Lets consider some of the implications of this. Firstly, because the damage caused by the missile is tied by the blockchain to the current owner, countries and arms dealers will be far less likely to engage in sales to nations with arms embargoes as the identity of the seller will be clear. The manufacturer can point to the blockchain and say nothing to do with us - this missile was sold illegally. Also the owner of the target, be it a country or even a surviving individual (perhaps the absentee owner of a destroyed building) will have redress. The blockchain will allow a victim to see who owned the missile and should the action be illegal, make a claim for damages. If however the weapon is used legally, the owner can use the blockchain to easily get an ROI on each missile. This could play a big part in reducing a nation's arms budget - costing death and destruction against initial outlay to identify the most profitable weapons.

This may at first seem an extreme departure from the haphazard way warfare has been conducted in the past - call it the 'lob it and see' approach. When one thinks about it though, many countries track livestock to counter foot and mouth and BSE, so it seems perverse NOT to track an object such as a missile that costs hundreds of thousands of times more and is capable of wreaking such extensive damage.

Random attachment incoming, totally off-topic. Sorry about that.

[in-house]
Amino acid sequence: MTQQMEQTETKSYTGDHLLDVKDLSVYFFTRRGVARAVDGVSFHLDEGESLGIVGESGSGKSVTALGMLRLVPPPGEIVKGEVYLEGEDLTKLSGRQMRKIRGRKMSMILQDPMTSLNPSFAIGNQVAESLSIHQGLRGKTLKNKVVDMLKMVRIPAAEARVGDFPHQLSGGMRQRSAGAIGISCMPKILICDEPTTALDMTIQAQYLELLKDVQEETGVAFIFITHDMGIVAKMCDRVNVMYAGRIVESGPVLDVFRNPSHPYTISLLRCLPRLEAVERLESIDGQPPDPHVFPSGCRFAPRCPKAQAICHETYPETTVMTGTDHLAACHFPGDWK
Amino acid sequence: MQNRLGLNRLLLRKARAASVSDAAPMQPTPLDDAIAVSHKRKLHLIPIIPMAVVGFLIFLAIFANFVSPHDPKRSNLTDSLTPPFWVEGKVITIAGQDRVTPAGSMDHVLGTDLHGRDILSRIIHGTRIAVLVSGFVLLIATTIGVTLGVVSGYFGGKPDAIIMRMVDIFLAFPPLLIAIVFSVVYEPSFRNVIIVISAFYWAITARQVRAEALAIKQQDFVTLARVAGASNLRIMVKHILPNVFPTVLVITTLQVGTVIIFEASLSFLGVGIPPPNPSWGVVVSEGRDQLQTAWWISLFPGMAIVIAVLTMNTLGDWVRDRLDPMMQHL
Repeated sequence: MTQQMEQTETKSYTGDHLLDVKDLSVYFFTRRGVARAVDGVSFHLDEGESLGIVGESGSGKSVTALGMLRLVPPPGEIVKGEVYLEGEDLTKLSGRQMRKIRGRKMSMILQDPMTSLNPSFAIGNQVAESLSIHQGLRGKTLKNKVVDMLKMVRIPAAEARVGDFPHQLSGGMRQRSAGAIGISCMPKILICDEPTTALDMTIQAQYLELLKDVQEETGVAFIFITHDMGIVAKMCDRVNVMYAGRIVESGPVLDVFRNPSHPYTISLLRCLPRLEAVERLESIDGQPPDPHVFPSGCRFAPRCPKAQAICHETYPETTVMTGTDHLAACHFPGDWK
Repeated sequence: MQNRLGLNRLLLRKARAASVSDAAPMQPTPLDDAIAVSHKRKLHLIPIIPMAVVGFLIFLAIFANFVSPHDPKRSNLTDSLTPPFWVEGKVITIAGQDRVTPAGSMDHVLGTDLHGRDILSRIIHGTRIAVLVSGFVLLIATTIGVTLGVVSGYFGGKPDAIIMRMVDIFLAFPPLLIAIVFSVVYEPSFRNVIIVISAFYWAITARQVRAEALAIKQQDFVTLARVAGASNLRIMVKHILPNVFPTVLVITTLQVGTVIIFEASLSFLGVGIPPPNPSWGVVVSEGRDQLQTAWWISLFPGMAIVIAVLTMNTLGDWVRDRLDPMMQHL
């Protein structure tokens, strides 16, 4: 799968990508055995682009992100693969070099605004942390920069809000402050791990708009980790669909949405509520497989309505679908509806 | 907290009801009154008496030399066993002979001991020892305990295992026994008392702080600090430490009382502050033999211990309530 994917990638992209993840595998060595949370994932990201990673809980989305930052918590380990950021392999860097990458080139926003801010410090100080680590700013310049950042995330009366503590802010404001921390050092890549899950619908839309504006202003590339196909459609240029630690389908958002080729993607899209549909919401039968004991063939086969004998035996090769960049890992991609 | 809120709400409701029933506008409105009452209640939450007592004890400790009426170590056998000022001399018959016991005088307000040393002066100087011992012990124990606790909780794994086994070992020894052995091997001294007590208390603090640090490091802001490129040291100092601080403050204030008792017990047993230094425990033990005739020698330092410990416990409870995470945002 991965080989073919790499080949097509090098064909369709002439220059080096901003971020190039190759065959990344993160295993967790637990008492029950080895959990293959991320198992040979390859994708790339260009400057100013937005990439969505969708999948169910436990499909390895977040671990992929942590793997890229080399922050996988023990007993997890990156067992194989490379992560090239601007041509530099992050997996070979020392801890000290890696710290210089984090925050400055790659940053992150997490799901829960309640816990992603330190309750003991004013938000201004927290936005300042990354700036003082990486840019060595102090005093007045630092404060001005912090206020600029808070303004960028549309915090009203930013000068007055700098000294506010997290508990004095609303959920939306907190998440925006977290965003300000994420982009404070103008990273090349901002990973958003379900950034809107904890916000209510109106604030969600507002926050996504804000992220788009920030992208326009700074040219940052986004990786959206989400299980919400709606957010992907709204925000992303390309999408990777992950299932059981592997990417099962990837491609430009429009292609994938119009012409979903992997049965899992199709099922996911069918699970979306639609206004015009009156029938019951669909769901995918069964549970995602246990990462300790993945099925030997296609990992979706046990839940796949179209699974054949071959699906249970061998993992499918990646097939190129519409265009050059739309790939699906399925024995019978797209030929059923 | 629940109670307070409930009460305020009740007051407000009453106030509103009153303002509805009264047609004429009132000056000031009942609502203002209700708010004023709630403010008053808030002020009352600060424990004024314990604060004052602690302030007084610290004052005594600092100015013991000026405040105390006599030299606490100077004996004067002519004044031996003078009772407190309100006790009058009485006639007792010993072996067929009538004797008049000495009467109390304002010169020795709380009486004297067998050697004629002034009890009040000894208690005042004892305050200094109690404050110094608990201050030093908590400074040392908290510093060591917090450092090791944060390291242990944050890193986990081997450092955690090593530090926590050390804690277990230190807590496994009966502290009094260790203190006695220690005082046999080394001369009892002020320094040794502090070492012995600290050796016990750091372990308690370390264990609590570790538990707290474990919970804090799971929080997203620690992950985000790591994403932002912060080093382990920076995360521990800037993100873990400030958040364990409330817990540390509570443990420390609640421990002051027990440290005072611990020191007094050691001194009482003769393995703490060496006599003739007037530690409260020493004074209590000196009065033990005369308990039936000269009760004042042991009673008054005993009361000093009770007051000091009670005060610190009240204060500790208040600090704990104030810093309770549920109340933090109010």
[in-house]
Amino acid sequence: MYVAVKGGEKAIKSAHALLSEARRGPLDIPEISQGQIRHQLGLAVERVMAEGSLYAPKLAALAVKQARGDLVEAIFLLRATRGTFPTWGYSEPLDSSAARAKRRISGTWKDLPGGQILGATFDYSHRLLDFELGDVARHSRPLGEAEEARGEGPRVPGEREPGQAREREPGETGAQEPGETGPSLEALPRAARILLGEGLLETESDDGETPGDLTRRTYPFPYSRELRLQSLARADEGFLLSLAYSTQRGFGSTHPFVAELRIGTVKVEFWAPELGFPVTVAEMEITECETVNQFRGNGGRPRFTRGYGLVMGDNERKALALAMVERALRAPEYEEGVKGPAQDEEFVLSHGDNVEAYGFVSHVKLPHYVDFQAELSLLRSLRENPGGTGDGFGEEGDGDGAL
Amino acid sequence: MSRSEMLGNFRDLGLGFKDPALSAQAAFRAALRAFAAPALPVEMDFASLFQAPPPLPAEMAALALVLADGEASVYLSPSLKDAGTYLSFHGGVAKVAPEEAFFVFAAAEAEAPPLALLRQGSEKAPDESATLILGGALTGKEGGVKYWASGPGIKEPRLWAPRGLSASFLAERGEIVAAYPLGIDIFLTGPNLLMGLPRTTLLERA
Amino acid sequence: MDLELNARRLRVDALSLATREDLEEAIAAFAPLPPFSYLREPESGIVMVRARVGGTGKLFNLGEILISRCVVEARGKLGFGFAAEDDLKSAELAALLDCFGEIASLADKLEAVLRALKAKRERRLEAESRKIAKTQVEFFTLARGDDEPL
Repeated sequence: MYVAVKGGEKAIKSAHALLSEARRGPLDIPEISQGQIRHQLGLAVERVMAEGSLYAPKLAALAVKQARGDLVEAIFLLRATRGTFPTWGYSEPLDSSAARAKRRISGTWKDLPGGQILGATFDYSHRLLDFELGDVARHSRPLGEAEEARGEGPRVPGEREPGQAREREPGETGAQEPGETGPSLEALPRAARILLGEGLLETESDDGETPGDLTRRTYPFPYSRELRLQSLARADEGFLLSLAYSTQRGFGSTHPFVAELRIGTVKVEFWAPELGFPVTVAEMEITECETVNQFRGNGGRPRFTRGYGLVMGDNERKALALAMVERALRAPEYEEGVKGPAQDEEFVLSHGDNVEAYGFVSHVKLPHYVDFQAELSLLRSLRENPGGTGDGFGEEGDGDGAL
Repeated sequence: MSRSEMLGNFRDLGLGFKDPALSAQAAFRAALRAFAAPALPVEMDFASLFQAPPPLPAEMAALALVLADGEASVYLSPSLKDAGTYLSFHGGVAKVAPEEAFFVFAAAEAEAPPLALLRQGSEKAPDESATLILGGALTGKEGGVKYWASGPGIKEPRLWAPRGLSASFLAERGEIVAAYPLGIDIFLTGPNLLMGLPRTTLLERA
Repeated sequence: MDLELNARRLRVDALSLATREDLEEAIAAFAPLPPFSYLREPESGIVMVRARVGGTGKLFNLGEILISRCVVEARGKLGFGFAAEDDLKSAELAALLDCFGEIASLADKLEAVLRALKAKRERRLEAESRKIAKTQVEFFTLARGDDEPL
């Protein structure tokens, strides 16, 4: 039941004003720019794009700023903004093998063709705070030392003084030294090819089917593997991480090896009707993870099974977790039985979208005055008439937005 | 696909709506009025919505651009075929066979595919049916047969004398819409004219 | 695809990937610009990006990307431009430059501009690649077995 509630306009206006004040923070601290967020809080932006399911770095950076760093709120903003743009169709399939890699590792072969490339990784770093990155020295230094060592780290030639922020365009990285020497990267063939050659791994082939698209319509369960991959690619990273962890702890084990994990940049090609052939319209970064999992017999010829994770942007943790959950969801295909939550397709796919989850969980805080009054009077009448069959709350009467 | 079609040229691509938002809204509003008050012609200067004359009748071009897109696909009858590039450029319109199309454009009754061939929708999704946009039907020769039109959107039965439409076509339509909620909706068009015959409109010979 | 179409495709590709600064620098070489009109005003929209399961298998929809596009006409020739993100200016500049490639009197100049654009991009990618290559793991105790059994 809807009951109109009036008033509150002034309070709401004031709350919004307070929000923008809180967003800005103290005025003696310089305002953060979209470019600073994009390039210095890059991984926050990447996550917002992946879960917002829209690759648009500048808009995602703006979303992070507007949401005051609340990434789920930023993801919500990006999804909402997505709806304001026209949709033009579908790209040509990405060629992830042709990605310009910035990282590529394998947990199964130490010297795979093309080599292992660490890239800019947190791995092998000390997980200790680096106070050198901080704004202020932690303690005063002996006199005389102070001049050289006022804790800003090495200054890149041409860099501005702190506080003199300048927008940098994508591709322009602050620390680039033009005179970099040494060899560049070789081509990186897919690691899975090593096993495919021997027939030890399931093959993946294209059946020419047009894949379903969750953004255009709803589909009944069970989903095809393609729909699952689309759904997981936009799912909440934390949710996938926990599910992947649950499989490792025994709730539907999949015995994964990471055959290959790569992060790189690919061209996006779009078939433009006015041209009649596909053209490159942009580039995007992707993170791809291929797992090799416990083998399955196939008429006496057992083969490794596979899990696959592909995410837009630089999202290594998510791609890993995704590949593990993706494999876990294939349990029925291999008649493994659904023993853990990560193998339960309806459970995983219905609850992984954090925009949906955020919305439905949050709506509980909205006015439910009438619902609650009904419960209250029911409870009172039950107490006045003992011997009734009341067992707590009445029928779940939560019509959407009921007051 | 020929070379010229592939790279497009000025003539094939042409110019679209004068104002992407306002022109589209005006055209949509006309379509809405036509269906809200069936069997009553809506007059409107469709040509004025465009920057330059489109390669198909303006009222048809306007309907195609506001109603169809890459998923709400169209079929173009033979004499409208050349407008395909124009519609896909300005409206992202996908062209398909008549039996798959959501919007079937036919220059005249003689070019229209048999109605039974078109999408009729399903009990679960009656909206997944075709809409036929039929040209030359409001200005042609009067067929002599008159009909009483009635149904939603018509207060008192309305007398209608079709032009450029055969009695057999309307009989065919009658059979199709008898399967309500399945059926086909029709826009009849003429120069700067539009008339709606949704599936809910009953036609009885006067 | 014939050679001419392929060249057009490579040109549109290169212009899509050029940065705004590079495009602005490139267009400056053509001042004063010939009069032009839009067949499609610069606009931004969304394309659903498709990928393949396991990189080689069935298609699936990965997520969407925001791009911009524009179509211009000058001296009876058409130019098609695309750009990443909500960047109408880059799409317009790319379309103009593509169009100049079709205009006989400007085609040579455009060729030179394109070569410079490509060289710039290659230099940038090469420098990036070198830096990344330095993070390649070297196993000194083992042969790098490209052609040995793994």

My example uses a missile, as these are weighty easily identifiable objects. In the future though similar blockchains could be set up for a whole manner of different types of armament, perhaps one day to the level of individual bullets.

For the arms manufacturers, selling accountability opens up a whole new industry for them. In a way it justifies the sale of weapons in peacetime. They can make the claim that they are being responsible, providing an audit trail that protects innocent civilians from the misuse of their products. The Internet of Things, of which this is really a part, is being described as the next big thing, and security is central to the platform. If we can persuade weapons manufactures that to be early adopters of this technology can not only increase their profits but sanitize and improve the image of their industry, we just may make the world a safer place at the same time!

 

Posted by Steve Gould Friday, May 27, 2016 1:20:00 PM Categories: activism business Entrepreneurism I.T. IT tech